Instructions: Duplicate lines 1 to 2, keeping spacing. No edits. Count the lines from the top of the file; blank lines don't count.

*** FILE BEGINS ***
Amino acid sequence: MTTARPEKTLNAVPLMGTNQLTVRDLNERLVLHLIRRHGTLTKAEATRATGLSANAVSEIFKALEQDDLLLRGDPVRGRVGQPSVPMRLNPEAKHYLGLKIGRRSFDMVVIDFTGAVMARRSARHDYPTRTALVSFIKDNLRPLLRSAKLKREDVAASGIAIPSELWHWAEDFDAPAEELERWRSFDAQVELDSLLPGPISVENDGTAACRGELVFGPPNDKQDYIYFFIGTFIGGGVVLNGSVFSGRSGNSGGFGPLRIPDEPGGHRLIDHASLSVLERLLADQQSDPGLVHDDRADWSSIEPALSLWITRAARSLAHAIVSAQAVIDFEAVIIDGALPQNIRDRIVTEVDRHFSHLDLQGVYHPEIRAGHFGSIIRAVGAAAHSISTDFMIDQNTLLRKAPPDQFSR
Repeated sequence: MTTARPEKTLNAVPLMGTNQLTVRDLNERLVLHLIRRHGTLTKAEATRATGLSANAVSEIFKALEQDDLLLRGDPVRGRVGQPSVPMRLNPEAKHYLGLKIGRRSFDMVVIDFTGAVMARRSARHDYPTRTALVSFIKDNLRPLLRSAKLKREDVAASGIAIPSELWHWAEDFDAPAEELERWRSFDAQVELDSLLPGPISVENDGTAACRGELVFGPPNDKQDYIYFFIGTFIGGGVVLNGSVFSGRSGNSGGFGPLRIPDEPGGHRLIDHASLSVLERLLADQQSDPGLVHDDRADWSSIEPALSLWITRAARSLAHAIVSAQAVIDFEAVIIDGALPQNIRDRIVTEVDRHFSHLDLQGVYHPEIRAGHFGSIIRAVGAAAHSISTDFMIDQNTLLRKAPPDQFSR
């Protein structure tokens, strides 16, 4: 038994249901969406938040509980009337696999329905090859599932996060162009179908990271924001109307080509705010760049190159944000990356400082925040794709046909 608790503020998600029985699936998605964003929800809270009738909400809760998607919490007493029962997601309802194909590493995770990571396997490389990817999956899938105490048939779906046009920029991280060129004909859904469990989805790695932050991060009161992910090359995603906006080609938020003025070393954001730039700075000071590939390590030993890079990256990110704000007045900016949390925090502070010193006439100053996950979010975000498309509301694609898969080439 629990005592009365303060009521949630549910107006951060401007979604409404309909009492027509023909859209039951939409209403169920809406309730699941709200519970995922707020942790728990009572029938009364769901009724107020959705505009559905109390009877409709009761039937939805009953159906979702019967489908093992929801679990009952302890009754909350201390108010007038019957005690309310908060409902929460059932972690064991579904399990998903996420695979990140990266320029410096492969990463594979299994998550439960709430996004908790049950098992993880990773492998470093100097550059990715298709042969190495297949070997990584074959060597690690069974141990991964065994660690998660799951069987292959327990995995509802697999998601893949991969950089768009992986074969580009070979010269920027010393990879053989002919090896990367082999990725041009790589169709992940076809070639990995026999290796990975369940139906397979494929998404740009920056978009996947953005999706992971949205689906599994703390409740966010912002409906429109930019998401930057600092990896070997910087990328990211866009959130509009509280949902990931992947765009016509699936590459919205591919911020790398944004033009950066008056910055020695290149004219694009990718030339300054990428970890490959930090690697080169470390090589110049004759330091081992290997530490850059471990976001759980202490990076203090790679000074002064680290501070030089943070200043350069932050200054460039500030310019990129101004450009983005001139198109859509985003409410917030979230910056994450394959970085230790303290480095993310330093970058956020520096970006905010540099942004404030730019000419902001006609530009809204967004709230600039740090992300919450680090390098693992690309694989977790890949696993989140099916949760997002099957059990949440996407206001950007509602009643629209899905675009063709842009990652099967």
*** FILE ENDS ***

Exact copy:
Amino acid sequence: MTTARPEKTLNAVPLMGTNQLTVRDLNERLVLHLIRRHGTLTKAEATRATGLSANAVSEIFKALEQDDLLLRGDPVRGRVGQPSVPMRLNPEAKHYLGLKIGRRSFDMVVIDFTGAVMARRSARHDYPTRTALVSFIKDNLRPLLRSAKLKREDVAASGIAIPSELWHWAEDFDAPAEELERWRSFDAQVELDSLLPGPISVENDGTAACRGELVFGPPNDKQDYIYFFIGTFIGGGVVLNGSVFSGRSGNSGGFGPLRIPDEPGGHRLIDHASLSVLERLLADQQSDPGLVHDDRADWSSIEPALSLWITRAARSLAHAIVSAQAVIDFEAVIIDGALPQNIRDRIVTEVDRHFSHLDLQGVYHPEIRAGHFGSIIRAVGAAAHSISTDFMIDQNTLLRKAPPDQFSR
Repeated sequence: MTTARPEKTLNAVPLMGTNQLTVRDLNERLVLHLIRRHGTLTKAEATRATGLSANAVSEIFKALEQDDLLLRGDPVRGRVGQPSVPMRLNPEAKHYLGLKIGRRSFDMVVIDFTGAVMARRSARHDYPTRTALVSFIKDNLRPLLRSAKLKREDVAASGIAIPSELWHWAEDFDAPAEELERWRSFDAQVELDSLLPGPISVENDGTAACRGELVFGPPNDKQDYIYFFIGTFIGGGVVLNGSVFSGRSGNSGGFGPLRIPDEPGGHRLIDHASLSVLERLLADQQSDPGLVHDDRADWSSIEPALSLWITRAARSLAHAIVSAQAVIDFEAVIIDGALPQNIRDRIVTEVDRHFSHLDLQGVYHPEIRAGHFGSIIRAVGAAAHSISTDFMIDQNTLLRKAPPDQFSR